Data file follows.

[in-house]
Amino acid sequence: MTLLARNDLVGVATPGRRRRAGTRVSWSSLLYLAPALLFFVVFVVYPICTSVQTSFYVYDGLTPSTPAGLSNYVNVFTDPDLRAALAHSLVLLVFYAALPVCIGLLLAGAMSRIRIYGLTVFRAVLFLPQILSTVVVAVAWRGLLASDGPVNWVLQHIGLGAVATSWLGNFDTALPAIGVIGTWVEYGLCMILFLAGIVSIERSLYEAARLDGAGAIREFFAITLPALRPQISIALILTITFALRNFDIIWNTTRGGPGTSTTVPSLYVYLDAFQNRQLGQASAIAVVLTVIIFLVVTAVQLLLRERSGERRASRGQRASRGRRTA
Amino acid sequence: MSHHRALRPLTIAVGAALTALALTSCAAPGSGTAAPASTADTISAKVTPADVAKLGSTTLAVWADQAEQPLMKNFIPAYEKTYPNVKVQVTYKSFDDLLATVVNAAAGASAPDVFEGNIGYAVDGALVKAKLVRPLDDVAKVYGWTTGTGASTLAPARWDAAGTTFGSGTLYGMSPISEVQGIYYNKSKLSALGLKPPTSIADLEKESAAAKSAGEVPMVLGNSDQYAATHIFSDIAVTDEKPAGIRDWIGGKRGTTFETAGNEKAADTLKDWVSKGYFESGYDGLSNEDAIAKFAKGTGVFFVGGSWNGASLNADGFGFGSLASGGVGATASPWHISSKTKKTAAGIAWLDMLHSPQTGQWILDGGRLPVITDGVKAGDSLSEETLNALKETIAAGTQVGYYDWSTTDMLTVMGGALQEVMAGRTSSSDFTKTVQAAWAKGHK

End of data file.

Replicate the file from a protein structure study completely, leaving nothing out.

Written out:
[in-house]
Amino acid sequence: MTLLARNDLVGVATPGRRRRAGTRVSWSSLLYLAPALLFFVVFVVYPICTSVQTSFYVYDGLTPSTPAGLSNYVNVFTDPDLRAALAHSLVLLVFYAALPVCIGLLLAGAMSRIRIYGLTVFRAVLFLPQILSTVVVAVAWRGLLASDGPVNWVLQHIGLGAVATSWLGNFDTALPAIGVIGTWVEYGLCMILFLAGIVSIERSLYEAARLDGAGAIREFFAITLPALRPQISIALILTITFALRNFDIIWNTTRGGPGTSTTVPSLYVYLDAFQNRQLGQASAIAVVLTVIIFLVVTAVQLLLRERSGERRASRGQRASRGRRTA
Amino acid sequence: MSHHRALRPLTIAVGAALTALALTSCAAPGSGTAAPASTADTISAKVTPADVAKLGSTTLAVWADQAEQPLMKNFIPAYEKTYPNVKVQVTYKSFDDLLATVVNAAAGASAPDVFEGNIGYAVDGALVKAKLVRPLDDVAKVYGWTTGTGASTLAPARWDAAGTTFGSGTLYGMSPISEVQGIYYNKSKLSALGLKPPTSIADLEKESAAAKSAGEVPMVLGNSDQYAATHIFSDIAVTDEKPAGIRDWIGGKRGTTFETAGNEKAADTLKDWVSKGYFESGYDGLSNEDAIAKFAKGTGVFFVGGSWNGASLNADGFGFGSLASGGVGATASPWHISSKTKKTAAGIAWLDMLHSPQTGQWILDGGRLPVITDGVKAGDSLSEETLNALKETIAAGTQVGYYDWSTTDMLTVMGGALQEVMAGRTSSSDFTKTVQAAWAKGHK